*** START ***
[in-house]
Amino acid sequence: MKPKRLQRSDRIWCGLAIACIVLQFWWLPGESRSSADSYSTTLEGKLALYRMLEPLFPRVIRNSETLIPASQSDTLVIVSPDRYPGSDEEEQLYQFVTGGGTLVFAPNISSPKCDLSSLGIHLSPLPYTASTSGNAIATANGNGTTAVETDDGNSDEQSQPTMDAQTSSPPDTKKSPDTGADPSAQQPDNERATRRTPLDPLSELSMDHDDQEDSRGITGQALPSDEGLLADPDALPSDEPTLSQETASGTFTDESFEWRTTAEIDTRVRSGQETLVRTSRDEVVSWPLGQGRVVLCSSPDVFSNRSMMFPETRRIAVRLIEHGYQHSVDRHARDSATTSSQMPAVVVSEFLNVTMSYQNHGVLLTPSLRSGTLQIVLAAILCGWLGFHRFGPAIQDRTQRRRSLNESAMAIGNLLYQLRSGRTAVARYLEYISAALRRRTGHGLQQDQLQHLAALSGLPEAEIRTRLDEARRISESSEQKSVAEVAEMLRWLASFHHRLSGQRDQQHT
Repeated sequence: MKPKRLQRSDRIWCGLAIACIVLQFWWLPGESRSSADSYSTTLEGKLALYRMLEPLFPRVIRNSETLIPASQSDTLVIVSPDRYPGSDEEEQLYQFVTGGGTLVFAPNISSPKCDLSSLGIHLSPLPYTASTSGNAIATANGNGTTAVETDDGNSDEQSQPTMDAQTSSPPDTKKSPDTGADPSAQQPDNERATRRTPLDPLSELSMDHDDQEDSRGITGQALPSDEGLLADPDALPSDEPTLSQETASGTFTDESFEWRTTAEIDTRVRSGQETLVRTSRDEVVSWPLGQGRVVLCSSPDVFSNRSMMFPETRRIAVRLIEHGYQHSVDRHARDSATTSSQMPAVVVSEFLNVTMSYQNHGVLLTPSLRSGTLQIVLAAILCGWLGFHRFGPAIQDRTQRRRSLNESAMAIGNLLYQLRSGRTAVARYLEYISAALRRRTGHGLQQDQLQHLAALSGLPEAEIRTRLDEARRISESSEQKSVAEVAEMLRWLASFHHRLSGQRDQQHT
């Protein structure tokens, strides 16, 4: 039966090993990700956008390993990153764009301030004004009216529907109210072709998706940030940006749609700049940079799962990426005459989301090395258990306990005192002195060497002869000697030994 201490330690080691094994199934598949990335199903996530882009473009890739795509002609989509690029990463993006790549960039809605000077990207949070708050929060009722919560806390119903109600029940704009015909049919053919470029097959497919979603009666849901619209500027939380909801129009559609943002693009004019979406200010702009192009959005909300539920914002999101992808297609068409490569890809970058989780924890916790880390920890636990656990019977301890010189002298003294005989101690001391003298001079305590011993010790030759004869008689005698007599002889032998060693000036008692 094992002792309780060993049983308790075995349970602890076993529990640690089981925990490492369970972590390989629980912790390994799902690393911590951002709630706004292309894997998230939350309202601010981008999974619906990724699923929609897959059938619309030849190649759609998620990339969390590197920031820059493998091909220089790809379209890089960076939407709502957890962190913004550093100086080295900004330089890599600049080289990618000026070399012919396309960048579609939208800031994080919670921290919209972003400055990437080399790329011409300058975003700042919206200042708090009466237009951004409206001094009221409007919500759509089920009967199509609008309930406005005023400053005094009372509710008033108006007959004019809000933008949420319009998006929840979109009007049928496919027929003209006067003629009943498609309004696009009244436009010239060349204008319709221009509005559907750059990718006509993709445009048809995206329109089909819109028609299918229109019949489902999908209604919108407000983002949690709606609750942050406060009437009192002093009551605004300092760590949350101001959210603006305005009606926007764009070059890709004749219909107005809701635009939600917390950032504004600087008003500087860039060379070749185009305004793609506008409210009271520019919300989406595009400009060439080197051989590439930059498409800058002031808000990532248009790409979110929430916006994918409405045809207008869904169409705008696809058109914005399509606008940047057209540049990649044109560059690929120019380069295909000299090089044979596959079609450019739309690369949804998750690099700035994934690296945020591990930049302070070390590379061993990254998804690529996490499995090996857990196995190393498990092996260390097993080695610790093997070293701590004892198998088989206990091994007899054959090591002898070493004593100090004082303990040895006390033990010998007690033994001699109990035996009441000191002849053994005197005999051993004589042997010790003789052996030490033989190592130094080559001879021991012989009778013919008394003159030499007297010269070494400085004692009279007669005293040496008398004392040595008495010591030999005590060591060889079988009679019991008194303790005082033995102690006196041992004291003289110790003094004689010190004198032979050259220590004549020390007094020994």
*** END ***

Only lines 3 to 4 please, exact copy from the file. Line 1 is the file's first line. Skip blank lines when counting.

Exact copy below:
Repeated sequence: MKPKRLQRSDRIWCGLAIACIVLQFWWLPGESRSSADSYSTTLEGKLALYRMLEPLFPRVIRNSETLIPASQSDTLVIVSPDRYPGSDEEEQLYQFVTGGGTLVFAPNISSPKCDLSSLGIHLSPLPYTASTSGNAIATANGNGTTAVETDDGNSDEQSQPTMDAQTSSPPDTKKSPDTGADPSAQQPDNERATRRTPLDPLSELSMDHDDQEDSRGITGQALPSDEGLLADPDALPSDEPTLSQETASGTFTDESFEWRTTAEIDTRVRSGQETLVRTSRDEVVSWPLGQGRVVLCSSPDVFSNRSMMFPETRRIAVRLIEHGYQHSVDRHARDSATTSSQMPAVVVSEFLNVTMSYQNHGVLLTPSLRSGTLQIVLAAILCGWLGFHRFGPAIQDRTQRRRSLNESAMAIGNLLYQLRSGRTAVARYLEYISAALRRRTGHGLQQDQLQHLAALSGLPEAEIRTRLDEARRISESSEQKSVAEVAEMLRWLASFHHRLSGQRDQQHT
């Protein structure tokens, strides 16, 4: 039966090993990700956008390993990153764009301030004004009216529907109210072709998706940030940006749609700049940079799962990426005459989301090395258990306990005192002195060497002869000697030994 201490330690080691094994199934598949990335199903996530882009473009890739795509002609989509690029990463993006790549960039809605000077990207949070708050929060009722919560806390119903109600029940704009015909049919053919470029097959497919979603009666849901619209500027939380909801129009559609943002693009004019979406200010702009192009959005909300539920914002999101992808297609068409490569890809970058989780924890916790880390920890636990656990019977301890010189002298003294005989101690001391003298001079305590011993010790030759004869008689005698007599002889032998060693000036008692 094992002792309780060993049983308790075995349970602890076993529990640690089981925990490492369970972590390989629980912790390994799902690393911590951002709630706004292309894997998230939350309202601010981008999974619906990724699923929609897959059938619309030849190649759609998620990339969390590197920031820059493998091909220089790809379209890089960076939407709502957890962190913004550093100086080295900004330089890599600049080289990618000026070399012919396309960048579609939208800031994080919670921290919209972003400055990437080399790329011409300058975003700042919206200042708090009466237009951004409206001094009221409007919500759509089920009967199509609008309930406005005023400053005094009372509710008033108006007959004019809000933008949420319009998006929840979109009007049928496919027929003209006067003629009943498609309004696009009244436009010239060349204008319709221009509005559907750059990718006509993709445009048809995206329109089909819109028609299918229109019949489902999908209604919108407000983002949690709606609750942050406060009437009192002093009551605004300092760590949350101001959210603006305005009606926007764009070059890709004749219909107005809701635009939600917390950032504004600087008003500087860039060379070749185009305004793609506008409210009271520019919300989406595009400009060439080197051989590439930059498409800058002031808000990532248009790409979110929430916006994918409405045809207008869904169409705008696809058109914005399509606008940047057209540049990649044109560059690929120019380069295909000299090089044979596959079609450019739309690369949804998750690099700035994934690296945020591990930049302070070390590379061993990254998804690529996490499995090996857990196995190393498990092996260390097993080695610790093997070293701590004892198998088989206990091994007899054959090591002898070493004593100090004082303990040895006390033990010998007690033994001699109990035996009441000191002849053994005197005999051993004589042997010790003789052996030490033989190592130094080559001879021991012989009778013919008394003159030499007297010269070494400085004692009279007669005293040496008398004392040595008495010591030999005590060591060889079988009679019991008194303790005082033995102690006196041992004291003289110790003094004689010190004198032979050259220590004549020390007094020994």